El Salvador selects ISDB-Tb standard for DTTV services
El Salvador has a small economy and population, while growth in its telecom sector has been restricted by poor infrastructure and unequal income distribution. There have been organisational delays which have retarded the development of DTTV and LTE services, though into 2017 much progress in these areas has been evident. Indeed the telecom sector has been one of the more successful within the overall economy.
El Salvador's fixed-line teledensity is substantially lower than the Latin American and Caribbean average. However, there has been a significant drop in the number of fixed lines since 2010, largely due to the substitution for mobile-only alternatives.
Mobile penetration is remarkably high considering El Salvador's economic indicators, being about a third higher than average for Latin America and the Caribbean. Of the estimated total number of telephones in the country, 10% are fixed and 90% are mobile. The country was one of the last in the region to provide LTE services. This was mainly due to the inadequate provision of suitable spectrum. A multi-spectrum auction is expected later in 2017 which will allow the mobile network operators to improve the reach and quality of their LTE offerings. Movistar by mid-2017 offered LTE to all provincial capitals, while Tigo is investing up to $1 billion in network infrastructure to extend LTE to 80% of the population by 2020. The switch from analogue to digital broadcasting, though delayed, will also release valuable spectrum in the 700MHz band for mobile broadband use.
El Salvador's telecom legislation is one of the more liberal in Latin America, encouraging competition in most aspects of the telecoms sector and permitting foreign investment in all areas. However, there are no regulations as yet which promote wholesale broadband, and thus in the DSL market Claro retains a virtual monopoly. The only effective cross-platform competition in the broadband market comes from the few cable operators. There has been some market consolidation in recent years, and in mid-2017 the regulator stepped in to enforce provisions related to the proposed acquisition by Telemóvil of the regional cable TV provider Caribena Cable.
Through this process of consolidation a few dominant multinational operators have emerged (notably Millicom's Tigo, América Móvil's Claro, and Telefónica's Movistar), which have managed to expand into almost all sectors through a process of convergence.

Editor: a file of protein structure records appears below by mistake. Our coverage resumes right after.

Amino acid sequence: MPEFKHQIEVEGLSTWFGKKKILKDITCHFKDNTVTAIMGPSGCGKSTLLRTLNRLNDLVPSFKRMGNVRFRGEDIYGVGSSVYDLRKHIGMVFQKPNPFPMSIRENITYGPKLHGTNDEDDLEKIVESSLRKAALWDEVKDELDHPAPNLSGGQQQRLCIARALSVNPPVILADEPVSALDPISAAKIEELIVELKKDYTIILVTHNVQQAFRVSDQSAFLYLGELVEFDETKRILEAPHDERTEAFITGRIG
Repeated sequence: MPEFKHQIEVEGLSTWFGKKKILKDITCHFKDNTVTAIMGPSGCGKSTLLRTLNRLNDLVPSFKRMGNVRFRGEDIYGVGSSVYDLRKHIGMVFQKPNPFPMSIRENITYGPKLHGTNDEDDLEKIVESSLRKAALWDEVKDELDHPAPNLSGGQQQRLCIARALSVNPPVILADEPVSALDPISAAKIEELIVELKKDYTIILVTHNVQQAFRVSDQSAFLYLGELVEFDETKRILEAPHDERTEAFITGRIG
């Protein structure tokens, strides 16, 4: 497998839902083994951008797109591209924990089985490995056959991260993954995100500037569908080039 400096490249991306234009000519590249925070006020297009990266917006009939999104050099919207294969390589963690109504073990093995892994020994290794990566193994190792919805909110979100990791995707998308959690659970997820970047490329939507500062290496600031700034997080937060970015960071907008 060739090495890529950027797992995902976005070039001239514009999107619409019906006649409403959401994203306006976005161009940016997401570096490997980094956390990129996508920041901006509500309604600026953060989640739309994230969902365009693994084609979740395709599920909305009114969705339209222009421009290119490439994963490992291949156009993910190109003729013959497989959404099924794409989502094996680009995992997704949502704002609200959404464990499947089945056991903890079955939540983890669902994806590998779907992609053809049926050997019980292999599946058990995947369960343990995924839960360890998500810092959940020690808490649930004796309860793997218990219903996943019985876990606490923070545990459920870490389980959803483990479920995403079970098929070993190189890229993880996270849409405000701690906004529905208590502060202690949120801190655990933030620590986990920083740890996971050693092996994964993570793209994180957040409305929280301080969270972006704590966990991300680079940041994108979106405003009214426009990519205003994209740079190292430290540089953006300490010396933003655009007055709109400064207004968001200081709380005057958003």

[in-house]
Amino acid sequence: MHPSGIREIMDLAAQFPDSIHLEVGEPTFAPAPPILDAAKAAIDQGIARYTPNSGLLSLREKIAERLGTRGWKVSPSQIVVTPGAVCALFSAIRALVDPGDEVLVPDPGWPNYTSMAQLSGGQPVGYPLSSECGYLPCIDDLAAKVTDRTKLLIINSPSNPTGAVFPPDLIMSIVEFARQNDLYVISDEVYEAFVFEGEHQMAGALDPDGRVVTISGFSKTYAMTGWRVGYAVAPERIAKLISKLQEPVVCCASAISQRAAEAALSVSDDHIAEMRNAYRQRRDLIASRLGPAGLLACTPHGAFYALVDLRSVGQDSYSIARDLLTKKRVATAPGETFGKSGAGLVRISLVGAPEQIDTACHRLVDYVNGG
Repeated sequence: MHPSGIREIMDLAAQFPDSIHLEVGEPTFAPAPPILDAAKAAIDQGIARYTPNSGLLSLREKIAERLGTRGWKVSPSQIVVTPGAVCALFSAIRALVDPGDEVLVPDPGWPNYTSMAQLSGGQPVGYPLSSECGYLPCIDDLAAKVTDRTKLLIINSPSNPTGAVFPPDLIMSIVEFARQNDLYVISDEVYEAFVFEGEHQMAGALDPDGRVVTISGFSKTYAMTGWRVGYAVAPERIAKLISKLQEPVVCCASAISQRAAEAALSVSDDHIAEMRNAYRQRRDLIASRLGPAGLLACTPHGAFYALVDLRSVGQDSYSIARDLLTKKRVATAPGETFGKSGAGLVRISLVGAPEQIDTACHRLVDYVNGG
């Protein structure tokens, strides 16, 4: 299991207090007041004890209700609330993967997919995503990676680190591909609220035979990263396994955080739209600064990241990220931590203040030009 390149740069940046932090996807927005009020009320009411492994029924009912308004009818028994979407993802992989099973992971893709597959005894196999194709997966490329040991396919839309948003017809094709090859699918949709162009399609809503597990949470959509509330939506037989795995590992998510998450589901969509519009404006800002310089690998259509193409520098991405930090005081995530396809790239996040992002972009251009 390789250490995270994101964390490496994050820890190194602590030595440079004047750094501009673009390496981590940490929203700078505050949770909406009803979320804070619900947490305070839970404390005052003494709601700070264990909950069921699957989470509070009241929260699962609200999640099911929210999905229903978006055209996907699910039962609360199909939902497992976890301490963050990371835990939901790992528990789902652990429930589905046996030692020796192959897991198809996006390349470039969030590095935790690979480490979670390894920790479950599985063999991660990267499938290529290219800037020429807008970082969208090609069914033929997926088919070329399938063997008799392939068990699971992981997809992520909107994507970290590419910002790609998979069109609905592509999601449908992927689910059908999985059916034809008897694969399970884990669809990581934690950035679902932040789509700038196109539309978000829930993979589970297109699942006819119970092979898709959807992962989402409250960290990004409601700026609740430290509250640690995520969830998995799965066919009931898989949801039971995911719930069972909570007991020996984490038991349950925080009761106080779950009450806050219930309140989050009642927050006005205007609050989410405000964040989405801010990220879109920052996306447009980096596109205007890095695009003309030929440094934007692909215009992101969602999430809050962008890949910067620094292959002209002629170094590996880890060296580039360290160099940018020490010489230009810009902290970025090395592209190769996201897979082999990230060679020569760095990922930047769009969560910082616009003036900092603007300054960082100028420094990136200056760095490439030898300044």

The mobile market is served by five operators: Tigo, Movistar, Claro, Digicel, and Intelfon. The outlook is especially promising for mobile broadband, where competition between Claro, Tigo, and Telefónica will oblige the operators to diversify services and reduce prices.
Competition authority imposes conditions for Telemóvil's proposed acquisition of Caribena Cable; ISDB-Tb standard chosen for DTTV services; Regulator preps for multi-band spectrum auction later in 2017; Number Portability gains customer popularity; Digicel expands reach of HSPA+ services; Government increases tax on some telecom services to 18%; ASO to be completed by 2018; Central Reserve Bank finalises regulatory framework for mobile financial services; enabling a range of m-payment services via subsidiary companies set up by MNOs; Tigo launches satellite TV service, rebrands cable, broadband and pay-TV services as Tigo Star'; Mobile network operators invest to provide near national mobile broadband coverage;
Report update includes the regulator's market data updates to December 2016, telcos' financial and operating data to Q1 2017, recent market developments.
Market penetration rates in El Salvador's telecoms sector 2016 Penetration of telecoms services: | Penetration Fixed-line telephony | 14.4% Internet users | 38.3% Fixed broadband | 6.0% Mobile SIM (population) | 140.7% (Source: BuddeComm)
Companies mentioned in this report:
América Móvil (Claro), Millicent International (Tigo), Telefónica (Movistar), Red, GCA Telecom, Salnet, Amnet, Sky TV.